red-umbrella-2The arrest of the CEO of Backpage, a website for sex work ads, as he stepped off a plane in Houston October 6, made headlines. Carl Ferrer, 55, was arrested on a California warrant and charged with pimping by the California Attorney General’s office. Two other men associated with Backpage were also charged with conspiracy to commit pimping.

The entire case, however, may soon be thrown out. In an interesting twist, a federal court judge in California last week tentatively ruled that Backpage’s content was protected by free speech under the Communications Decency Act, which grants immunity to website operators for content posted by users. The judge agreed not to make his ruling final, giving the attorney general’s office until Dec. 9 to convince him otherwise.

In my book, Getting Screwed: Sex Workers and the Law and in previous blogs, I have argued that shuttering online advertising venues like Backpage only makes it harder for sex workers to protect themselves — from physical harm and sexually transmitted diseases like HIV.

But what makes Judge Michael Bowman’s recent ruling so interesting is that it has ramifications that go far beyond whether websites that allow sex workers to place ads should be allowed to stay open. If Backpage’s operators are found guilty for posting sexually explicit content, then the operators of Twitter, Facebook and other social media sites could also be held liable, according to civil rights attorneys.

And that would be a serious blow to free speech. Without the section of the Communications Decency Act that protects websites from liability for content posted by others, platforms for exchanging ideas or information wouldn’t have an incentive to exist, another civil rights attorney recently told the AP.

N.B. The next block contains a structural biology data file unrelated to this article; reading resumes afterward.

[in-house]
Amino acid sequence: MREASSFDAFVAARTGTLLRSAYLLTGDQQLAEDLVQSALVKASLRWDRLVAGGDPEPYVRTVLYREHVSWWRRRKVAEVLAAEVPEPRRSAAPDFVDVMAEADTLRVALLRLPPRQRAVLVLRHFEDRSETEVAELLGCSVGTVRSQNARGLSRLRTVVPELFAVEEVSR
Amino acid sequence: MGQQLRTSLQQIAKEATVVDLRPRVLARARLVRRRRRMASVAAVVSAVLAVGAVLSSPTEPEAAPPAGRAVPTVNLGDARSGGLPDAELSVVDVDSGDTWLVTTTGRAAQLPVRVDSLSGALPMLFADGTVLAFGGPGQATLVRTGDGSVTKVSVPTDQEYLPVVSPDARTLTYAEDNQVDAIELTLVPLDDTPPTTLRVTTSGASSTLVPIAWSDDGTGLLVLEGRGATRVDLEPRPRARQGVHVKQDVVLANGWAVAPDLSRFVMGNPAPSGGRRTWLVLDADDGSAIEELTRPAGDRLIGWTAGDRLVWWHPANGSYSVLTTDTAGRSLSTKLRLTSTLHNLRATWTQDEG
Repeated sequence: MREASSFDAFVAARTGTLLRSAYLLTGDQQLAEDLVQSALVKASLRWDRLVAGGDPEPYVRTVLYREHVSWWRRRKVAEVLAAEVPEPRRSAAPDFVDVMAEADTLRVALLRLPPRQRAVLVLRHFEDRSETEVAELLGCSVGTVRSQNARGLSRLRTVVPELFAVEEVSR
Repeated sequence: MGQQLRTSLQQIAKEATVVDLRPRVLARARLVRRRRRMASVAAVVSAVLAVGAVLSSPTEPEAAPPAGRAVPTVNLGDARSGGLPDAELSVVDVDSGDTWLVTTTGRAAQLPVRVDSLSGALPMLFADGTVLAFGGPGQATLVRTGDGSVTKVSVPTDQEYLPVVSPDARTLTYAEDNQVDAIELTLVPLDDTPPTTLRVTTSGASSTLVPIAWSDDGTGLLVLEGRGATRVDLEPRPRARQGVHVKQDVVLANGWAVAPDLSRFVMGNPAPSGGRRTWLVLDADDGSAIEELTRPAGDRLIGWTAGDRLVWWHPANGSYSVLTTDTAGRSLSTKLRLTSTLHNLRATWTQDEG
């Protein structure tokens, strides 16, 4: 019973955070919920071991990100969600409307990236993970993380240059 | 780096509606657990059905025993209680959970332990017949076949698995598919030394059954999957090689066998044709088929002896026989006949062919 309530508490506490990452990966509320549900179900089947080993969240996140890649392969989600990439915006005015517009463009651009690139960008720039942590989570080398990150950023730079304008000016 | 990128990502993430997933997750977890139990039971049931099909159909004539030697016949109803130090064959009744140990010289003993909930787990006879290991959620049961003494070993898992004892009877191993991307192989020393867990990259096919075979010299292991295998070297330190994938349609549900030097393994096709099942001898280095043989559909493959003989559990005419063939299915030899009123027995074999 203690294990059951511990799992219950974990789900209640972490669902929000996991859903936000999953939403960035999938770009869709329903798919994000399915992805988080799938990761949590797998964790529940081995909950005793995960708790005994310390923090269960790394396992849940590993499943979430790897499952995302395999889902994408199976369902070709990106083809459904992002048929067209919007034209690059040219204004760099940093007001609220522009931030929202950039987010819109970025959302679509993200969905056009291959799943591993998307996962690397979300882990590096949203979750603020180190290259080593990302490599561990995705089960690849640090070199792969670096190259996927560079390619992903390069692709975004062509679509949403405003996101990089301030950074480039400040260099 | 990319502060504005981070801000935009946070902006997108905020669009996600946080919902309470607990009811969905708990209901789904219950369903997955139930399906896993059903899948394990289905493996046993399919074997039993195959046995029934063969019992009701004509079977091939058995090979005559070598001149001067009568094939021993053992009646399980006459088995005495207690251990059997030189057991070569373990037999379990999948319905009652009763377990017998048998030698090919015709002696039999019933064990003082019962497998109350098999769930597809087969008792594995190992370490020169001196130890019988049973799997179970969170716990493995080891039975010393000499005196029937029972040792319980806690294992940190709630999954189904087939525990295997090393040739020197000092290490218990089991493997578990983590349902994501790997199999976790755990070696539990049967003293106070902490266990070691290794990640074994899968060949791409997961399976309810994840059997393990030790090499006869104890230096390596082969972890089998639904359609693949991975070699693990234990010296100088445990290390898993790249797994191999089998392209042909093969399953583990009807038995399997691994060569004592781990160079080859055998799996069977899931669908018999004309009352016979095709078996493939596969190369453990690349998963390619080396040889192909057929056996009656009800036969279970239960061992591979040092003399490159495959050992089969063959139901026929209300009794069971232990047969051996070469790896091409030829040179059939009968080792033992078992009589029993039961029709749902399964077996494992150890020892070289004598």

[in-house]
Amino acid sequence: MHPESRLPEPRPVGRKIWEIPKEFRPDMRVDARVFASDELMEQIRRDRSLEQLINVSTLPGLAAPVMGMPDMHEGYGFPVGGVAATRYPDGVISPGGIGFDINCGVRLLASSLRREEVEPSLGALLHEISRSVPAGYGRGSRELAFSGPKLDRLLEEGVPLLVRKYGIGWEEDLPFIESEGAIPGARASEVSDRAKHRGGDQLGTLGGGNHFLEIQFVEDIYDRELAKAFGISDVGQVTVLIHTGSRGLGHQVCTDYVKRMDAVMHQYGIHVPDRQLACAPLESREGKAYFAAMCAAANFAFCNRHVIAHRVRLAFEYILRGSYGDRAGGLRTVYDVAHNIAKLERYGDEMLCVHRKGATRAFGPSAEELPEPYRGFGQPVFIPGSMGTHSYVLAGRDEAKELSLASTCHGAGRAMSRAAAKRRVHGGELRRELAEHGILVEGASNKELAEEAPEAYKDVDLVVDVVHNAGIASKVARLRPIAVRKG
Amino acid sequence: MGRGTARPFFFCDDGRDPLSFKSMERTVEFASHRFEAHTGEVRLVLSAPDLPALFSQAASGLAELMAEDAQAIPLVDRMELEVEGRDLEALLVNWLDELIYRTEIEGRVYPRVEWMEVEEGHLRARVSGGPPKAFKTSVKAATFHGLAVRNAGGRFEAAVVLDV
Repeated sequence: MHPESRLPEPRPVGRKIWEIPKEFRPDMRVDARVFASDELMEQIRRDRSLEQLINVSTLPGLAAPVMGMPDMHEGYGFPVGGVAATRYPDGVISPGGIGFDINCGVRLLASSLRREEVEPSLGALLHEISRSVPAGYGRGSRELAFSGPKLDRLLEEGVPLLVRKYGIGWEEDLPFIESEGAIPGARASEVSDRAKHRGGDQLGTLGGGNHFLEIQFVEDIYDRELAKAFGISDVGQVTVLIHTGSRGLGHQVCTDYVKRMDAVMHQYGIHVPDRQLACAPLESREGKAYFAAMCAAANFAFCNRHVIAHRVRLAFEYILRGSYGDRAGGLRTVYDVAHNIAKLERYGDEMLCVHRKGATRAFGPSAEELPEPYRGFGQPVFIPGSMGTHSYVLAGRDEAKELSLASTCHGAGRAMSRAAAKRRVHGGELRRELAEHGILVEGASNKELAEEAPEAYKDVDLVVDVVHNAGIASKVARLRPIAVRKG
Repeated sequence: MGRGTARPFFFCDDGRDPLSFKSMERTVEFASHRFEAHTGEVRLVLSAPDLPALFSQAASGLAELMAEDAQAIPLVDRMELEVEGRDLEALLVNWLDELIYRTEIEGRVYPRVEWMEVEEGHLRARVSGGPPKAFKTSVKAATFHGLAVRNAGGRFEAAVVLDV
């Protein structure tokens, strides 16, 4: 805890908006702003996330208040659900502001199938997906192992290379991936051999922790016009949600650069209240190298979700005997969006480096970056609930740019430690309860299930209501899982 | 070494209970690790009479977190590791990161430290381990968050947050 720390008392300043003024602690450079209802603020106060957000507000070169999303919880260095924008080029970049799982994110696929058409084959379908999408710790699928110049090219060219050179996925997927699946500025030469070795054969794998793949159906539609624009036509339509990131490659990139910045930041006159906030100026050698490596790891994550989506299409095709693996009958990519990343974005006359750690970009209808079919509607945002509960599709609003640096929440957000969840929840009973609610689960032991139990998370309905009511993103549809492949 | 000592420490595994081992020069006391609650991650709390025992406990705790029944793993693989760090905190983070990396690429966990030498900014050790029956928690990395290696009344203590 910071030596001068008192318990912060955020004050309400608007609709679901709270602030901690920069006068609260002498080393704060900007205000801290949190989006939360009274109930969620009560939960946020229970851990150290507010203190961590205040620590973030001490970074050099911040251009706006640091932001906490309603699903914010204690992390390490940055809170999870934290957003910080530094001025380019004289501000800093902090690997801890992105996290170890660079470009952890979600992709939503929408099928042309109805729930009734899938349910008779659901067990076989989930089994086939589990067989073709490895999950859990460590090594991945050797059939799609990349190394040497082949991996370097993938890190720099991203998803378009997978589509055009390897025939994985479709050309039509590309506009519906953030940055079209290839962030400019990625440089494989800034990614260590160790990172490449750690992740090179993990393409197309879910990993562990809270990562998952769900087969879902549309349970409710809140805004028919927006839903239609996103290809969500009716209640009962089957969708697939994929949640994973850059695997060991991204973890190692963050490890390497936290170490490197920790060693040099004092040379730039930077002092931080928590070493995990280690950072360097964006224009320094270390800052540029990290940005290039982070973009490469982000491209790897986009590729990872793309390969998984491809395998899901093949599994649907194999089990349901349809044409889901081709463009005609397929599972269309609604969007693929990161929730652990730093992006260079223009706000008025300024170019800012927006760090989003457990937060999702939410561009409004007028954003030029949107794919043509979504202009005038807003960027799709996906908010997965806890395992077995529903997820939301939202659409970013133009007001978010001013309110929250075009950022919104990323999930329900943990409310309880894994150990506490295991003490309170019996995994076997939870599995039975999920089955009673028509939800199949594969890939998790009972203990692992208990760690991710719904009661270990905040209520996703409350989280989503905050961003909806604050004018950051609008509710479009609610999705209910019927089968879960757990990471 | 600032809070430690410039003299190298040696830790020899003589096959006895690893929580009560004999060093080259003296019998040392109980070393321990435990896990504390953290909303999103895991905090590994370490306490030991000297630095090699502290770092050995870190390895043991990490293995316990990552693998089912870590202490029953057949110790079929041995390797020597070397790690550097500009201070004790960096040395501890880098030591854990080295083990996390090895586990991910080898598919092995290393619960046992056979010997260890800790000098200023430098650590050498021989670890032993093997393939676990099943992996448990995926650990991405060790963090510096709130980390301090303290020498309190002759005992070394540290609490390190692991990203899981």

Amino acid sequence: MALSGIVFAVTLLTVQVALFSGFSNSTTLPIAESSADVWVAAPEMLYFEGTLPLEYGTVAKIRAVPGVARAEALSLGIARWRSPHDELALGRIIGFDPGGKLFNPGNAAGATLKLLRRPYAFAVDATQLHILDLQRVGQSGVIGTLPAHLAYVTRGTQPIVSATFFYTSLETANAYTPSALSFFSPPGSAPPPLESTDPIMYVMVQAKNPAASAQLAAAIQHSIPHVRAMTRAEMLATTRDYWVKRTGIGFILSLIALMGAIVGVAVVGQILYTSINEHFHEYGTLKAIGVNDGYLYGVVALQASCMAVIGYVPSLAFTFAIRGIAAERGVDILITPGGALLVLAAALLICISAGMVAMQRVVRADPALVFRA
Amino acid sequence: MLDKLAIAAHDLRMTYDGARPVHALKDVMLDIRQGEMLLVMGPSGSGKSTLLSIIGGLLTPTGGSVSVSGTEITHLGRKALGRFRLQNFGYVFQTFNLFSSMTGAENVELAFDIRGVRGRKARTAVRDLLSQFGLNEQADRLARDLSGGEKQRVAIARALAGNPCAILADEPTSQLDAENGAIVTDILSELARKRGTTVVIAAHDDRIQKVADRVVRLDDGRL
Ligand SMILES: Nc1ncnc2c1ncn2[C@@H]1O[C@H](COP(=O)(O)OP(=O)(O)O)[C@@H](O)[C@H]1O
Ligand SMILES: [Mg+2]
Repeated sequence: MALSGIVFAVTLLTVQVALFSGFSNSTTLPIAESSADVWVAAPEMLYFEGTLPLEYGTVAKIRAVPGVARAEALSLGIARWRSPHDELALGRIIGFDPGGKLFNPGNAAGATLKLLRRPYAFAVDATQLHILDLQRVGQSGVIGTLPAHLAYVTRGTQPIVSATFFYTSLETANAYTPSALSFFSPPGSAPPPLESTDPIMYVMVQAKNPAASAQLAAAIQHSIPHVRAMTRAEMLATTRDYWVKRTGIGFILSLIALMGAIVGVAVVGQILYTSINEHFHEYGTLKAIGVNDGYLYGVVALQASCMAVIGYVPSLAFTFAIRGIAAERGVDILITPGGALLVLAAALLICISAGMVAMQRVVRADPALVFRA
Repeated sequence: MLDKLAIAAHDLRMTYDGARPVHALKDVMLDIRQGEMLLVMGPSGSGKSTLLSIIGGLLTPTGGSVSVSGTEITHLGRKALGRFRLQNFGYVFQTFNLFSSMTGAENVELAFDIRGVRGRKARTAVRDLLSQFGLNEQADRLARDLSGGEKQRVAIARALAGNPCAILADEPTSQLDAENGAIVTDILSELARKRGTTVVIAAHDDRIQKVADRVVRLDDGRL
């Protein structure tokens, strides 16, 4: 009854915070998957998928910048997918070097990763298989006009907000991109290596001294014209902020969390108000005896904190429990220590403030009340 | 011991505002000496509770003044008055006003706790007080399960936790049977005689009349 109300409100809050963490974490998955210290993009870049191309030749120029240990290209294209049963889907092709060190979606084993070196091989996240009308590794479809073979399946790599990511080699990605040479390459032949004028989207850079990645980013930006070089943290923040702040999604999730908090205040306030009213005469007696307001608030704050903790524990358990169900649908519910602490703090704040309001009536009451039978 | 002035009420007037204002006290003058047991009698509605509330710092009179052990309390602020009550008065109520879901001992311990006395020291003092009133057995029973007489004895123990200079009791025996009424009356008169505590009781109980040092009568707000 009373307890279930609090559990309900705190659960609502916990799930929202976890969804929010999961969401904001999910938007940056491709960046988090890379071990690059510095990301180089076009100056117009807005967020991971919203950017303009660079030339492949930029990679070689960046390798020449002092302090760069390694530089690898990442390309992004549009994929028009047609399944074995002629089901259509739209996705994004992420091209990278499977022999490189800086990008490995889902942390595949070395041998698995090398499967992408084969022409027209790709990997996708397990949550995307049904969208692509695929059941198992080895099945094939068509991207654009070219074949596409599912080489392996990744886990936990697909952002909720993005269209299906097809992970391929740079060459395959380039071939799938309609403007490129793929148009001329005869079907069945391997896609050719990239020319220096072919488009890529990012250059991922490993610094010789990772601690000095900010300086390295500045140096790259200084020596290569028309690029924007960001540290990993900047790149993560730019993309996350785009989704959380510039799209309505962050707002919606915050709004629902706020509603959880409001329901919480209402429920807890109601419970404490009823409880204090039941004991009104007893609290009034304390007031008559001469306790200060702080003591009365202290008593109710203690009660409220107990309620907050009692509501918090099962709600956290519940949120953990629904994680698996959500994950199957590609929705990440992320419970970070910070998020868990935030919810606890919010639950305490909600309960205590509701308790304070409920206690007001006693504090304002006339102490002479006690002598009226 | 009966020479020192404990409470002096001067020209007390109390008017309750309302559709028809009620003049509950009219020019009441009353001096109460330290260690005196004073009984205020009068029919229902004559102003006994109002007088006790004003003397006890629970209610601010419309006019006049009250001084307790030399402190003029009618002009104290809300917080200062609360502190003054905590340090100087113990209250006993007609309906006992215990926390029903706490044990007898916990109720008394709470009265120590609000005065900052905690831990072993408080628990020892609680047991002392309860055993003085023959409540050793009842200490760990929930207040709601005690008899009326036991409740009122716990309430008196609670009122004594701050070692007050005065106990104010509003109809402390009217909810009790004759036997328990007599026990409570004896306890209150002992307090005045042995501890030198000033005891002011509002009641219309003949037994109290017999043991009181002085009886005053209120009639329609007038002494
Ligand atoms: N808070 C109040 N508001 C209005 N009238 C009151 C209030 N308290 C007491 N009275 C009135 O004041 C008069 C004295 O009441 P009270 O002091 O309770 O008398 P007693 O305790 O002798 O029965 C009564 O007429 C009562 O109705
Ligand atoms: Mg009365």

Judge Michael Bowman’s tentative ruling echoes previous court decisions. Since the dawn of the internet, court rulings based on the 1996 Communications Decency Act have protected online news sites like Yahoo, review sites like Yelp, and even former political gossip sites like Wonkette, from libelous or controversial content posted by third parties.

Most recently, a federal court dismissed a lawsuit against Backpage by several women who said they were trafficked through ads on Backpage beginning at age 15. The women had argued Backpage profited from their victimization, but the court rejected the case on the grounds that the website itself was not responsible for their victimization. That dismissal was upheld by a federal appeals court.

In its warrant against the Backpage executives, California prosecutors argued that in addition to making millions of dollars off the sale of “adult” ads, Backpage’s operators used data from the website to create other prostitution-related sites that essentially serve as an escort directory comprised of sex workers who advertise on the site. That active process of publishing, they argued, moves Backpage beyond being a passive forum for ads into more active involvement with prostitution.

Bowman, however, didn’t buy that argument — at least in his tentative ruling last week. But in giving the California prosecutors another two weeks to present more convincing arguments for why Backpage’s operators should be convicted, he opened the door to the possibility that he might change his mind.

All eyes are on his final ruling in mid-December. Will Backpage, which has been the target of law enforcement for years, survive for another day? Or will it go down in flames, along with a 20-year-old federal law designed to protect free speech?

 

 

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